What are your favorite design styles?

One is California’s Spanish Mission style. I appreciate the sprawling scale and the comfort. The Americans do that so beautifully! I love California outdoor living, which we embrace here, and the big windows letting the light in. 

Another is Mediterranean interiors: arches, curves, exposed beams, stone flagging, stucco render, reclaimed timber, natural linen, hand-glazed tiles, forged iron and woven details. 

I’m also partial to the European farmhouse look. I call my own home “urban farmhouse.” I think that contemporary country kind of look is beautiful, and I’m always drawn to it.

Who is your personal style icon?

Amal Clooney is very stylish. She’s so elegant and classic and timeless — very polished! I’m also a fan of fabulous fashion designer Ulla Johnson. Her look and her pieces are effortless, feminine, tailored, detailed and unique.

If you could live anywhere in the world, where would that be?

I feel pretty lucky to live in Australia and to live here in Sydney, but it would be nice to have a few stints overseas, perhaps in California or on the East Coast of the U.S. I’ve never done the East Coast — that was on my list for 2020. I have great expectations for Boston and Martha’s Vineyard! That said, Tuscany forever has a place in my heart. It’s like my second home.

Bedroom of a country house in Mount Wilson, Australia designed by Studio Kate
Nixon outfitted the bedroom of a country house in Mount Wilson, Australia, with a custom headboard and linens made from Busatti fabrics. They’re complemented by an Asplund Nati Tati table and a Wendelbo Tip Toe bench.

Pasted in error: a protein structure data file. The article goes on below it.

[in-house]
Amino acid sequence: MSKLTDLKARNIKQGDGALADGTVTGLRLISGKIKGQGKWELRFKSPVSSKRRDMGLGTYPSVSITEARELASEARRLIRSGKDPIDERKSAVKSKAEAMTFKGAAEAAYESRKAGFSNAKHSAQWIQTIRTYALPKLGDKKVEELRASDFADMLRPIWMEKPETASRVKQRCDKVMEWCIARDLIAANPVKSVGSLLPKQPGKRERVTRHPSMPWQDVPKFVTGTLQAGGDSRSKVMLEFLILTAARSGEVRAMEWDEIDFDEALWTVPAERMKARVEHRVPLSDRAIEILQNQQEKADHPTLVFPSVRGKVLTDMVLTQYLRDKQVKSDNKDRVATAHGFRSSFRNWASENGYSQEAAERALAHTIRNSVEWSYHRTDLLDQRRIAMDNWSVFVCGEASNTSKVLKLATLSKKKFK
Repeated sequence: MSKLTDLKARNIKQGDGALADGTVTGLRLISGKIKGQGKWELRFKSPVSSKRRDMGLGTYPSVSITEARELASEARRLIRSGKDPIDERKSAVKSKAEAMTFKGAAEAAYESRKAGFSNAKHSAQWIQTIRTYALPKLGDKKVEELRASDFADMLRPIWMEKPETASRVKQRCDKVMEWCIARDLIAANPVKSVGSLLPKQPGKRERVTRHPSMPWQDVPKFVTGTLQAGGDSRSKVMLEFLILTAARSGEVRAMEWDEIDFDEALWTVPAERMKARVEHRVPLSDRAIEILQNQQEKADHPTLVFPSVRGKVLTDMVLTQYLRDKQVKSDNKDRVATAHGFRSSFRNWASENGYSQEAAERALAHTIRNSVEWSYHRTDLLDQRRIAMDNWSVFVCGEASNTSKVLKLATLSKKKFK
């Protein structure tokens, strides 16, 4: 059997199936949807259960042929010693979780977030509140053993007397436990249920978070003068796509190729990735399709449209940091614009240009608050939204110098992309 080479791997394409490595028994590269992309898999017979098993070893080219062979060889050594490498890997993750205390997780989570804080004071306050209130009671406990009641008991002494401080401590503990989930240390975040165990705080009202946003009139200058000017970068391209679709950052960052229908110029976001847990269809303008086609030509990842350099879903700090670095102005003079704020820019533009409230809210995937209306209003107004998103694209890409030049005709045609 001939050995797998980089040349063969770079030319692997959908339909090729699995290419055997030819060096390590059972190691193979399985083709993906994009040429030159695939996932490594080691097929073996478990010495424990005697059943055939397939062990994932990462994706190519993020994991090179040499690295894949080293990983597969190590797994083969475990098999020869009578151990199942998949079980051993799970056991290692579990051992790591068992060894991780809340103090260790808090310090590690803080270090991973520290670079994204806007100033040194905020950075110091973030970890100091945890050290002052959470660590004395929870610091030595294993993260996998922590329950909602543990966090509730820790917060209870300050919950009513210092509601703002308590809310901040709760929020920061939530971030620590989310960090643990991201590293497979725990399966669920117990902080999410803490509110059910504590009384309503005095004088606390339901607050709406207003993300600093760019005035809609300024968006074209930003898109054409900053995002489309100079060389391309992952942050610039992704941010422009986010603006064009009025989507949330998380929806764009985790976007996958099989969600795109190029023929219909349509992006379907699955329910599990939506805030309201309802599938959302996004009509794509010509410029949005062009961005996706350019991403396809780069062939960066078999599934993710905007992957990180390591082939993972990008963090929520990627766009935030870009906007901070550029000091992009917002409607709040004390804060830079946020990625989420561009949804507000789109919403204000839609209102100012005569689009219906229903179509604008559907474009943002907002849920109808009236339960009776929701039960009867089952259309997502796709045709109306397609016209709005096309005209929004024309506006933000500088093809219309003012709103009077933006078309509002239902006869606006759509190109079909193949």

What do you think is the most underappreciated design idea

Great door hardware. There’s so much horrible door hardware out there, which is terrible, because you touch it every day. Also, where it’s positioned is very important. We like ours nice and low, not too high!

Ambient lighting is underappreciated as well. Having appropriate task lighting and mood lighting — that’s really important! When you purchase a home, you don’t immediately think about it, but when you live with it every day, it really has an impact. 

I also think music is such a big thing. It really sets the mood, and it’s so easy now with Sonos or Spotify.

What’s one thing you’ve done that shouldn’t have worked in a project but did?

That happens all the time — we call them happy accidents. With renovations, there are always things you can’t anticipate. We have a project we’ve been working on, and for plumbing reasons, the ceiling had to be dropped in the great room. We ended up creating these coffers so we didn’t lose the height, and it added this layer of grandeur to the room. It’s something we wouldn’t have had if it weren’t for the issue with the plumbing. 

What would your dream project be?

I’d love to design a boutique hotel with a day spa. There’s a hotel in Ibiza called Hacienda Na Xamena. It’s this incredible property perched on the edge of the island, and you can see these amazing cliffs. We want to create something like that eventually. We also want to do a little bakery inspired by Meryl Streep’s bakery in It’s Complicated.